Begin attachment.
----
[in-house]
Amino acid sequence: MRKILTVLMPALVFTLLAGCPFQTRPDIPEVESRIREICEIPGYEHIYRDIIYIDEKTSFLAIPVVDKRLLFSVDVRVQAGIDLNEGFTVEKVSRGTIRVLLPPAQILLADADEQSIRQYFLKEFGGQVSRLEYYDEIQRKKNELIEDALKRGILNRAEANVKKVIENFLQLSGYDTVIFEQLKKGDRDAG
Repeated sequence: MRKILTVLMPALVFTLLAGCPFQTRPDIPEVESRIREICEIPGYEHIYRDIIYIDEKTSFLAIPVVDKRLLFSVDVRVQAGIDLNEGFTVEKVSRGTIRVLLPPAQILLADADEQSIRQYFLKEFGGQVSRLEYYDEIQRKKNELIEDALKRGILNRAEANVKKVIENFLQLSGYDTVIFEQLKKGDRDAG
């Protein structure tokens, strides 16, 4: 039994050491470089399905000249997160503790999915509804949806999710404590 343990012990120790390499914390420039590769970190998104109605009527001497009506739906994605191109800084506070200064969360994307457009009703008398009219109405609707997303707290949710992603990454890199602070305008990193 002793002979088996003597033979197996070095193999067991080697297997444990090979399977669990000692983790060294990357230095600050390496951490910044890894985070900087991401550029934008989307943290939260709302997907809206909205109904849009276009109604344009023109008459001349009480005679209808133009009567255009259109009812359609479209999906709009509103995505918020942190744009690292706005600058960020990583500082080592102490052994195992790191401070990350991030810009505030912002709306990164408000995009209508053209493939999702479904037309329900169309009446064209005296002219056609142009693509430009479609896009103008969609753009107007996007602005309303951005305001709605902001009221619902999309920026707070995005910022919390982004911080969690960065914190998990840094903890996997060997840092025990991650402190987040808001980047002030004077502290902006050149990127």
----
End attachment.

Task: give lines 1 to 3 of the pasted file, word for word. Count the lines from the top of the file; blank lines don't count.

[in-house]
Amino acid sequence: MRKILTVLMPALVFTLLAGCPFQTRPDIPEVESRIREICEIPGYEHIYRDIIYIDEKTSFLAIPVVDKRLLFSVDVRVQAGIDLNEGFTVEKVSRGTIRVLLPPAQILLADADEQSIRQYFLKEFGGQVSRLEYYDEIQRKKNELIEDALKRGILNRAEANVKKVIENFLQLSGYDTVIFEQLKKGDRDAG
Repeated sequence: MRKILTVLMPALVFTLLAGCPFQTRPDIPEVESRIREICEIPGYEHIYRDIIYIDEKTSFLAIPVVDKRLLFSVDVRVQAGIDLNEGFTVEKVSRGTIRVLLPPAQILLADADEQSIRQYFLKEFGGQVSRLEYYDEIQRKKNELIEDALKRGILNRAEANVKKVIENFLQLSGYDTVIFEQLKKGDRDAG